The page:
Three NCPD Officers Honored in Promotion Ceremony

The New Canaan Police Department held a ceremony at Town Hall on Wednesday to mark the promotions of three of its officers—Lt. Aaron LaTourette, Sgt. Daniel Guilino, and Sgt. George Caponera. Hosted by Chief John DiFederico, the ceremony was attended by the officers’ families, friends and fellow members of the police department. DiFederico said the ceremony was a chance to focus on the positive side of being a member of the NCPD.

Officials Uphold $150 Ticket for New Canaan Man Parked in Handicapped Zone

The Parking Commission at its most recent meeting voted unanimously to uphold a $150 ticket issued to a New Canaan man for parking in a handicapped zone on Elm Street. 

Though Charles Woodman did not attend the Commission’s special meeting Sept. 11 at Town Hall, but his appeal was briefly discussed as the group voted to uphold or void tickets that were appealed. 

According to Parking Manager Stacy Miltenberg, a police officer issued the ticket to Woodman at 10:14 a.m. on July 11 after watching him park in a handicapped zone in front of Dunkin’ Donuts. 

“[The officer] specifically told him he couldn’t park there,” Miltenberg said. “And not that the young man was disrespectful, but he kind of went back and forth with the officer, and the officer has had previous run-ins with him as far as parking and things like that and he parked right in front of the handicapped sign.”

Miltenberg then detailed her own discussion with Woodman after the ticket was issued, when he paid a visit to her office. 

“I explained to him that you can’t, for any reason, park in a handicapped parking spot and he said to me that ‘My friend told me that police officers are not allowed to give me parking tickets,’ ” she recalled. “And my first words [to him] were ‘Do not ever listen to your friend again about anything.’ ”

Commission Chairman Keith Richey announced that the meeting that he would recuse himself from voting on Woodman’s appeal because he knows him personally, however, he did ask, “What kind of an appeal is that anyhow?”

Commissioners Peter Ogilvie, Pam Crum, Stuart Stringfellow and Chris Hering all voted to uphold Woodman’s ticket. 

Parking Officials Void Ticket for Town Woman Who Overstayed at Morse Court

A split vote among members of the Parking Commission at a special meeting Tuesday night voided a $25 ticket issued to a New Canaan woman for overtime parking at Morse Court. Sarah Spadaccini told the Commission that on July 27, after she clocked out of her shift at Kiwanis Park, she parked her at Morse Court in a 15-minute zone so that she could pick up her takeout order from Spiga restaurant. She said that her order had already been prepared when she arrived at the restaurant, so all she had to do was pay and then leave.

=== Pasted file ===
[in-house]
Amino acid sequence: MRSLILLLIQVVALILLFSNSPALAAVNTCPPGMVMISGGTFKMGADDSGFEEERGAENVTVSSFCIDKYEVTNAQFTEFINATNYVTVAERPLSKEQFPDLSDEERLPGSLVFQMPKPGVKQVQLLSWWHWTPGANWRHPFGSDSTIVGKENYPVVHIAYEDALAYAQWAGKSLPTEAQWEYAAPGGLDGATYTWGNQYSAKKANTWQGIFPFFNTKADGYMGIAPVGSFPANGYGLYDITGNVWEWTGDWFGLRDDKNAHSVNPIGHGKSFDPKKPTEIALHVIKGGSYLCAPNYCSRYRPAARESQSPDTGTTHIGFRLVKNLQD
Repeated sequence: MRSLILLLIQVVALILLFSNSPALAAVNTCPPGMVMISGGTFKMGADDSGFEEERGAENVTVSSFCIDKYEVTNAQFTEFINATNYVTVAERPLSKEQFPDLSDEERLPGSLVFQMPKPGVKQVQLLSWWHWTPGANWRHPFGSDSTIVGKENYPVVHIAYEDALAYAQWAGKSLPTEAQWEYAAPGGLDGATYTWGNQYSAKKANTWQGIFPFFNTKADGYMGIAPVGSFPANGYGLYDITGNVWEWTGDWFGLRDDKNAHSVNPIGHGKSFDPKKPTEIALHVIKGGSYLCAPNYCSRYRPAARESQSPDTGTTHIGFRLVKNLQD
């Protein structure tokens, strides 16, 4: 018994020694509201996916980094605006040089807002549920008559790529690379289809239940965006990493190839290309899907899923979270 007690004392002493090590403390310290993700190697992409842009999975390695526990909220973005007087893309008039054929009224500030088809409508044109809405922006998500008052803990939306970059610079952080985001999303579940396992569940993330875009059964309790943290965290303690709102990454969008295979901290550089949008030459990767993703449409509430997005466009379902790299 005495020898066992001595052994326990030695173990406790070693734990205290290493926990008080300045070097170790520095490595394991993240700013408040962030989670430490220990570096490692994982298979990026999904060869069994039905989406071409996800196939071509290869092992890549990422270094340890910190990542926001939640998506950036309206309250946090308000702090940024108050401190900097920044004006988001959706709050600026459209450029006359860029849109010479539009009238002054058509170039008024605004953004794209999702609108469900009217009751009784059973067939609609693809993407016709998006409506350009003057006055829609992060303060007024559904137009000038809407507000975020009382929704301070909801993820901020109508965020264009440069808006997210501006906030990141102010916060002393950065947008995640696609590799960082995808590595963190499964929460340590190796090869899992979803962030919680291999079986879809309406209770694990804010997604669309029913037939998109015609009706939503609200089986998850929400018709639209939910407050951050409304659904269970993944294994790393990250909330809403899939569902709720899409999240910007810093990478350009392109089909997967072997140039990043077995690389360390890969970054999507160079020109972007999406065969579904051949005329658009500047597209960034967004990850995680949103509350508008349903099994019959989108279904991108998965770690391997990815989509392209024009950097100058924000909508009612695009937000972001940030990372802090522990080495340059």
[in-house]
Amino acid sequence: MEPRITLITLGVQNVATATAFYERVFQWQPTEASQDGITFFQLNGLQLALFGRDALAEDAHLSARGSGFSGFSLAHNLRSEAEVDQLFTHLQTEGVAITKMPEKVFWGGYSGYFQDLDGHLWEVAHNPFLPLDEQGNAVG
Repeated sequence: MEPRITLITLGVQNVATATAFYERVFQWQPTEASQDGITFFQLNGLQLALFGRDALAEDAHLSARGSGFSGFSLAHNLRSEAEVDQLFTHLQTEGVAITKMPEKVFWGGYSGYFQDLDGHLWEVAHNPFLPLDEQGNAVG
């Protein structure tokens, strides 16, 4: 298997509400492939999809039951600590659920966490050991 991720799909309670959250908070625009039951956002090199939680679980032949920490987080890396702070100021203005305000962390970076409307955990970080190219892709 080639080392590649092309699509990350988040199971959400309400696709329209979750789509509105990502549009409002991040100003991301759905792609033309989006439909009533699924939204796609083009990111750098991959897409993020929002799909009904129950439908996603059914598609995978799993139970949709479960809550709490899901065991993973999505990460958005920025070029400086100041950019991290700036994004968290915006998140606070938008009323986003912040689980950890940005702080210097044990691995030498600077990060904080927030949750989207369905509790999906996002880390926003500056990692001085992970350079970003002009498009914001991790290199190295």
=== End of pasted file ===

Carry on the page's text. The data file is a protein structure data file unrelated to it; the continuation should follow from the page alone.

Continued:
“As I was walking out to my car—because I was in the spot closest to Main Street—I could see the man ticketing my car,” she said. “It couldn’t have been more than 15 minutes. I was in and then I was out.

‘Ludicrous’: Parking Officials Uphold $75 Ticket for Fairfield Woman Parked in a Crosswalk 

The Parking Commission on Tuesday night voted unanimously to uphold a $75 ticket issued to a Fairfield woman who was parked in a crosswalk on Elm Street. 

Patricia Hessel told members of the Commission at a special meeting that on July 6, she parked in downtown New Canaan just before noon to go shopping for her business and when she returned to her vehicle 10 minutes later, she found a ticket on her car. 

“Apparently, I parked in a crosswalk and I did not realize I did,” she told the Commission at its meeting, held in Town Hall. “I’m not from this town. Our town has big white lines [marking the crosswalk]. I did hesitate a bit, but then I got out of the car, I saw the sign and said to myself, ‘I guess it must be OK because [the arrow on the sign] is pointing both ways… But sure enough, I got a ticket.”

Hessel said that she didn’t take a photo of where her car was parked at the time the ticket was issued but went back at a later date and took a photo “to prove my case.” She presented the photo to the Commission as evidence. 

“The big white lines and red bricks [at the crosswalk] didn’t trigger any thoughts?” Commissioner Peter Ogilvie asked. 

Hessel replied “no” and reiterated that she was looking for large, white lines similar to what she’s used to seeing at crosswalks in Fairfield. 

“The [arrow on the] sign looked like it was pointing both ways, so I’m fighting it,” she said. “Believe me, I will never park there again.

Parking Commission Upholds $30 Loading Zone Ticket 

The Parking Commission on Tuesday night voted unanimously to uphold a $30 ticket issued to a woman who parked in a loading zone. Sarah Zepeda told members of the Commission at a special meeting that as she approached the corner of Main Street and East Avenue at 10:50 a.m. one morning, she noticed a two-hour parking sign, so she decided to take advantage of the vacant spot. 

As she showed the Commission pictures of where she was parked using her cell phone, Zepeda explained that while she was aware that she was parked near a loading zone, she didn’t realize that her car had actually crossed the loading zone line. 

“I felt I was above the loading zone line and not blocking it,” the Norwalk resident told the Commission at its meeting, held in Town Hall. 

Zepeda added that the signage near the spot was “confusing” and that she only saw a sign stating that the space behind her car is used as a loading zone from 7 a.m. to 11 a.m. but did not see any loading zone signs in front of her car. Parking Manager Stacy Miltenberg pointed out that in the photo there was, in fact, another loading zone sign in front of her car. Miltenberg also noted that even if Zepeda only noticed the two-hour parking sign, that sign clearly states that parking hours are from 11 a.m. to 6 p.m. Her ticket had been issued at 10:50 a.m. on Aug. 8.